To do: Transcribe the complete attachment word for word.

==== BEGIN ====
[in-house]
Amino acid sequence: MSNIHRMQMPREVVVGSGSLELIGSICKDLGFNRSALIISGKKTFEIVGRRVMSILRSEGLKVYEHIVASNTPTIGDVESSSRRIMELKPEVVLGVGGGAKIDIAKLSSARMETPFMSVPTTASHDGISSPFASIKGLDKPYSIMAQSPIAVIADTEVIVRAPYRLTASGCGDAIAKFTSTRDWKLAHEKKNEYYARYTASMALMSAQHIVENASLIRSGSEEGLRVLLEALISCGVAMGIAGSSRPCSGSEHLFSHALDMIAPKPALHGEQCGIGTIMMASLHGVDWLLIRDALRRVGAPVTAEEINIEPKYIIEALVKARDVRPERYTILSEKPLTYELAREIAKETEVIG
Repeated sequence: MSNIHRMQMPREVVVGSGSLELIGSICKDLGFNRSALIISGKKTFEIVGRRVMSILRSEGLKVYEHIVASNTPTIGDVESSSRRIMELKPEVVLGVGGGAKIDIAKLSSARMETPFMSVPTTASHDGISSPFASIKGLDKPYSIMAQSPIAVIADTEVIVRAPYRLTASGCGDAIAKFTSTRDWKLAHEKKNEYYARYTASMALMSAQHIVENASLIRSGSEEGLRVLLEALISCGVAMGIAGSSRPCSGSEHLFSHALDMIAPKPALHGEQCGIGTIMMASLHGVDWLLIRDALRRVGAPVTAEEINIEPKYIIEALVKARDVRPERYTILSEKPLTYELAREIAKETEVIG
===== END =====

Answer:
[in-house]
Amino acid sequence: MSNIHRMQMPREVVVGSGSLELIGSICKDLGFNRSALIISGKKTFEIVGRRVMSILRSEGLKVYEHIVASNTPTIGDVESSSRRIMELKPEVVLGVGGGAKIDIAKLSSARMETPFMSVPTTASHDGISSPFASIKGLDKPYSIMAQSPIAVIADTEVIVRAPYRLTASGCGDAIAKFTSTRDWKLAHEKKNEYYARYTASMALMSAQHIVENASLIRSGSEEGLRVLLEALISCGVAMGIAGSSRPCSGSEHLFSHALDMIAPKPALHGEQCGIGTIMMASLHGVDWLLIRDALRRVGAPVTAEEINIEPKYIIEALVKARDVRPERYTILSEKPLTYELAREIAKETEVIG
Repeated sequence: MSNIHRMQMPREVVVGSGSLELIGSICKDLGFNRSALIISGKKTFEIVGRRVMSILRSEGLKVYEHIVASNTPTIGDVESSSRRIMELKPEVVLGVGGGAKIDIAKLSSARMETPFMSVPTTASHDGISSPFASIKGLDKPYSIMAQSPIAVIADTEVIVRAPYRLTASGCGDAIAKFTSTRDWKLAHEKKNEYYARYTASMALMSAQHIVENASLIRSGSEEGLRVLLEALISCGVAMGIAGSSRPCSGSEHLFSHALDMIAPKPALHGEQCGIGTIMMASLHGVDWLLIRDALRRVGAPVTAEEINIEPKYIIEALVKARDVRPERYTILSEKPLTYELAREIAKETEVIG